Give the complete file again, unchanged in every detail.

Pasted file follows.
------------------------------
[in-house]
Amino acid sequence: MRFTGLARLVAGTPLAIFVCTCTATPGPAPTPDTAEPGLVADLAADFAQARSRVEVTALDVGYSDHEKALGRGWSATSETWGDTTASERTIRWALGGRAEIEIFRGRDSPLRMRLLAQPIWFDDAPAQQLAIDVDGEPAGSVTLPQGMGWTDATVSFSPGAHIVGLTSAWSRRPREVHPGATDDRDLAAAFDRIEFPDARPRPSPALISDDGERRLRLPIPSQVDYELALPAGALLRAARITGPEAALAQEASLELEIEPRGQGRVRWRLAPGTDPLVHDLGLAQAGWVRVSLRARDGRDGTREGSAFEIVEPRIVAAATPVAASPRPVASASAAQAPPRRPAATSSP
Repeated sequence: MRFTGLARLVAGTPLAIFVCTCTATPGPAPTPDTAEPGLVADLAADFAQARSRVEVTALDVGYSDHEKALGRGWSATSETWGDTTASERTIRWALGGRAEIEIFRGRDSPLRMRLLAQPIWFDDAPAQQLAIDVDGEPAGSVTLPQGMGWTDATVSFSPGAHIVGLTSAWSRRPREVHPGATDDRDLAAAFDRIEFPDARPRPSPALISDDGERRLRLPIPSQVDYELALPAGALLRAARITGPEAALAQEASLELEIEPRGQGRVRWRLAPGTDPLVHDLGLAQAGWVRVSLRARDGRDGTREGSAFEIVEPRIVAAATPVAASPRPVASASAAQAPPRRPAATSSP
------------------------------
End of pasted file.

[in-house]
Amino acid sequence: MRFTGLARLVAGTPLAIFVCTCTATPGPAPTPDTAEPGLVADLAADFAQARSRVEVTALDVGYSDHEKALGRGWSATSETWGDTTASERTIRWALGGRAEIEIFRGRDSPLRMRLLAQPIWFDDAPAQQLAIDVDGEPAGSVTLPQGMGWTDATVSFSPGAHIVGLTSAWSRRPREVHPGATDDRDLAAAFDRIEFPDARPRPSPALISDDGERRLRLPIPSQVDYELALPAGALLRAARITGPEAALAQEASLELEIEPRGQGRVRWRLAPGTDPLVHDLGLAQAGWVRVSLRARDGRDGTREGSAFEIVEPRIVAAATPVAASPRPVASASAAQAPPRRPAATSSP
Repeated sequence: MRFTGLARLVAGTPLAIFVCTCTATPGPAPTPDTAEPGLVADLAADFAQARSRVEVTALDVGYSDHEKALGRGWSATSETWGDTTASERTIRWALGGRAEIEIFRGRDSPLRMRLLAQPIWFDDAPAQQLAIDVDGEPAGSVTLPQGMGWTDATVSFSPGAHIVGLTSAWSRRPREVHPGATDDRDLAAAFDRIEFPDARPRPSPALISDDGERRLRLPIPSQVDYELALPAGALLRAARITGPEAALAQEASLELEIEPRGQGRVRWRLAPGTDPLVHDLGLAQAGWVRVSLRARDGRDGTREGSAFEIVEPRIVAAATPVAASPRPVASASAAQAPPRRPAATSSP